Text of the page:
4.1 In its submission of 17 September 1996, the State party explains that Mr. Maleki was tried and convicted in absentia, duly represented by his court-appointed attorney. The decision of the court of first instance was appealed both by Mr. Maleki's counsel and the public prosecutor. The State party assumes that he was informed by his counsel of the proceedings followed against him in Italy. He was charged for drug trafficking. When the authorities were unable to execute the warrant, he was declared a fugitive. The State party notes that when the author was arrested in the United States, he was assisted by an American attorney who argued against the extradition. It further notes that the Office of the Public Prosecutor informed Mr. Maleki of the ways and means still open to him for a revision or reversal of the judgments.
4.2 The State party contends that Mr. Maleki's medical condition is being closely monitored and submits a substantial file in this respect.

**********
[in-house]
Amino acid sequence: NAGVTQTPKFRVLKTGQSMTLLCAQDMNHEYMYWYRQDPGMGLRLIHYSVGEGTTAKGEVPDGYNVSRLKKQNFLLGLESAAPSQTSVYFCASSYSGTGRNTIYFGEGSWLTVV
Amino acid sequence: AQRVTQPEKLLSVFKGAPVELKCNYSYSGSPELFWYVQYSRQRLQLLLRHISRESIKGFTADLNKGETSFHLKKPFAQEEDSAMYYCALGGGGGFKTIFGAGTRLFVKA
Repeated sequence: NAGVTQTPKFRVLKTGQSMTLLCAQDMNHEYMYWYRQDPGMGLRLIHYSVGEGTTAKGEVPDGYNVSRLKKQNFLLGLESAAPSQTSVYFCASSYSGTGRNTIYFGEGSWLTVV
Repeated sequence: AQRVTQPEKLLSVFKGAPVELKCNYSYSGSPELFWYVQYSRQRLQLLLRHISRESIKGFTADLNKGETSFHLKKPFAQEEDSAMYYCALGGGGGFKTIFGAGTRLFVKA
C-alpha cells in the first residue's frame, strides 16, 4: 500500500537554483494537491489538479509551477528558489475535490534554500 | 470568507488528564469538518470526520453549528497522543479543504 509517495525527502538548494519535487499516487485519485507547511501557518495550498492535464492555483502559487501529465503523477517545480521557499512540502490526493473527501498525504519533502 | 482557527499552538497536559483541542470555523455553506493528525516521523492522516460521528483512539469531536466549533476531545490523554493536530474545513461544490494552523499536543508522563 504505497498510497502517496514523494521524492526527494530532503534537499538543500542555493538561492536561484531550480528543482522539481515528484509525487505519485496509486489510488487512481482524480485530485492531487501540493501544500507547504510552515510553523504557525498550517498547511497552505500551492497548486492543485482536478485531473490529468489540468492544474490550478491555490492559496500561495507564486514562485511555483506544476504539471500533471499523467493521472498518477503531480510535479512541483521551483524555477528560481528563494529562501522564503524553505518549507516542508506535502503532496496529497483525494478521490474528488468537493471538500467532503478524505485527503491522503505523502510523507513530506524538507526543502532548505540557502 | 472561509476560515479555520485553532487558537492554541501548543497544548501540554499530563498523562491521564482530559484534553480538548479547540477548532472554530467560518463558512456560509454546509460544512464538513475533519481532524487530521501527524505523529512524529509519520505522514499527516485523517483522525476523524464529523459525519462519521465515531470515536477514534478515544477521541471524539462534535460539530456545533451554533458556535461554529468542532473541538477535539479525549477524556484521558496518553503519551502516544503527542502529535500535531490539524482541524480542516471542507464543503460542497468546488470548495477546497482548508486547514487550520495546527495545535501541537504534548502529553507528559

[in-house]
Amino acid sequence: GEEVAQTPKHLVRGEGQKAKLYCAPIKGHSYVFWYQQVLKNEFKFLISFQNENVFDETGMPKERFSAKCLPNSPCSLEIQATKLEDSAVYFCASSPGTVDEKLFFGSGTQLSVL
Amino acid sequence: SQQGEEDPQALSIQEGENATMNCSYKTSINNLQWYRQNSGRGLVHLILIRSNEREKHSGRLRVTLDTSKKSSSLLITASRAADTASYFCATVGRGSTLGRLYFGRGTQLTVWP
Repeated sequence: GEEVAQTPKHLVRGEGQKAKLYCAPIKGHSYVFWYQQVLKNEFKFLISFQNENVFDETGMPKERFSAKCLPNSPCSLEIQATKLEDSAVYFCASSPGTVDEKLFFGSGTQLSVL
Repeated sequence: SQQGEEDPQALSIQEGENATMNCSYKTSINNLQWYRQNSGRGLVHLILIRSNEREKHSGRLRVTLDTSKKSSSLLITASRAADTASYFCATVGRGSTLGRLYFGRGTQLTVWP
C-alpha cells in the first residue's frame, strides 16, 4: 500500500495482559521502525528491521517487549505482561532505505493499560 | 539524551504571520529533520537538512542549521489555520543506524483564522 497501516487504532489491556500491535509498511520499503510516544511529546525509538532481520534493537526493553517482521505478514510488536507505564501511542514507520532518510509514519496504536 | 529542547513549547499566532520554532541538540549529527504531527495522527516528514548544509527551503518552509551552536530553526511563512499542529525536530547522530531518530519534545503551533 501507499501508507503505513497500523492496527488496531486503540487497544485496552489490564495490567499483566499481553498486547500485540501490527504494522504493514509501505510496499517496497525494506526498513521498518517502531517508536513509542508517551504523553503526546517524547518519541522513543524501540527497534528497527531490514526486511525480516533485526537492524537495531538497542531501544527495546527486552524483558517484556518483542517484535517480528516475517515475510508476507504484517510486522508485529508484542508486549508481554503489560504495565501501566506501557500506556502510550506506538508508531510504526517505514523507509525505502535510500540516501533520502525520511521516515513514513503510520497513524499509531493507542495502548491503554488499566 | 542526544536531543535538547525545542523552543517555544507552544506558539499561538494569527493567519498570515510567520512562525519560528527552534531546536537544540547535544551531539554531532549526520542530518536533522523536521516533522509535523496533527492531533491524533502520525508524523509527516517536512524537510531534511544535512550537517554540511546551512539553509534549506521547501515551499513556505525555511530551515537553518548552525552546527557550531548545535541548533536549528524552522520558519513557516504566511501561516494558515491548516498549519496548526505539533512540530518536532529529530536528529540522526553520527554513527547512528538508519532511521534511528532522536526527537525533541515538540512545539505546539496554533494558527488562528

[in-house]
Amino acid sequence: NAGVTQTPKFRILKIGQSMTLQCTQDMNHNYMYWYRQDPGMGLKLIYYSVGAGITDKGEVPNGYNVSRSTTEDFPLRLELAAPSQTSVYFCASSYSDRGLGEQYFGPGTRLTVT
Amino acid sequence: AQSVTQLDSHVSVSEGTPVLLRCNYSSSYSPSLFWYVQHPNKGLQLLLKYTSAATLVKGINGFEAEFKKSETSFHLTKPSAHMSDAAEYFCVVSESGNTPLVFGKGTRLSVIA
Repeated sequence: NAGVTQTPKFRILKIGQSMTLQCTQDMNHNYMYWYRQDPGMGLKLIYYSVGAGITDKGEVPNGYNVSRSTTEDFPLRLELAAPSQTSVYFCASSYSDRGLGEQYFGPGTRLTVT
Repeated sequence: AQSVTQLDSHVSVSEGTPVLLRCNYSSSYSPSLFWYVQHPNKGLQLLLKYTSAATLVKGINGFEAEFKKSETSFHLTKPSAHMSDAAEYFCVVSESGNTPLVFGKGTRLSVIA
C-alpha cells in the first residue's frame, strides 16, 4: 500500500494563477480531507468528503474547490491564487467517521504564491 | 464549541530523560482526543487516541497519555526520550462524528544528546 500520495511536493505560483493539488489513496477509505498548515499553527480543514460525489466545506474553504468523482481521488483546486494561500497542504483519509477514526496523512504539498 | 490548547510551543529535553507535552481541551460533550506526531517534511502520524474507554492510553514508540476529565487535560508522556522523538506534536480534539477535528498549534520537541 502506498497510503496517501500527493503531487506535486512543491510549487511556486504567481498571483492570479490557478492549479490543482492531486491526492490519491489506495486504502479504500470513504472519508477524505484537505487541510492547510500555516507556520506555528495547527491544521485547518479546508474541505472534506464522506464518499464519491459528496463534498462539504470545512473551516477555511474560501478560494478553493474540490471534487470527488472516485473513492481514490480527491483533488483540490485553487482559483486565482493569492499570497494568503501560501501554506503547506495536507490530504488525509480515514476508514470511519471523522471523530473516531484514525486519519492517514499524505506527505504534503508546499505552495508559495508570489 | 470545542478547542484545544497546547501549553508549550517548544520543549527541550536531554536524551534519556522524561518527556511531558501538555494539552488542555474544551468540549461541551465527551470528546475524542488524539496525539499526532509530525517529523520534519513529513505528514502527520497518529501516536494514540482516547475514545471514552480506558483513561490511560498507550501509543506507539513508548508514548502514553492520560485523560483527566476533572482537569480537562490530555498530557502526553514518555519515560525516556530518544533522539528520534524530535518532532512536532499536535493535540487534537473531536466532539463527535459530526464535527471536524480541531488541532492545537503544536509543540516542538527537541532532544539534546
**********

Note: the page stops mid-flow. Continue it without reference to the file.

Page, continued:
4.3 The State party argues that the claims about unfair trial relate to the evaluation of facts and evidence in the case which is better left to the appellate Courts of States parties.
4.4 With respect to the claim that Mr. Maleki should be transferred to his own country (Iran) to serve his sentence, the State party notes that his petition could not be entertained in view of the fact that Iran is not a signatory to the Convention on the Transfer of Sentenced Prisoners (Strasbourg, 21 March 1983) nor is there a bilateral agreement on the matter between Italy and Iran.
5. In his comments Kambiz Maleki reiterates the claims that a trial in absentia constitutes a violation of the Covenant even if his father had a court-appointed lawyer, and that his father suffers from an acute heart condition for which he requires surgery.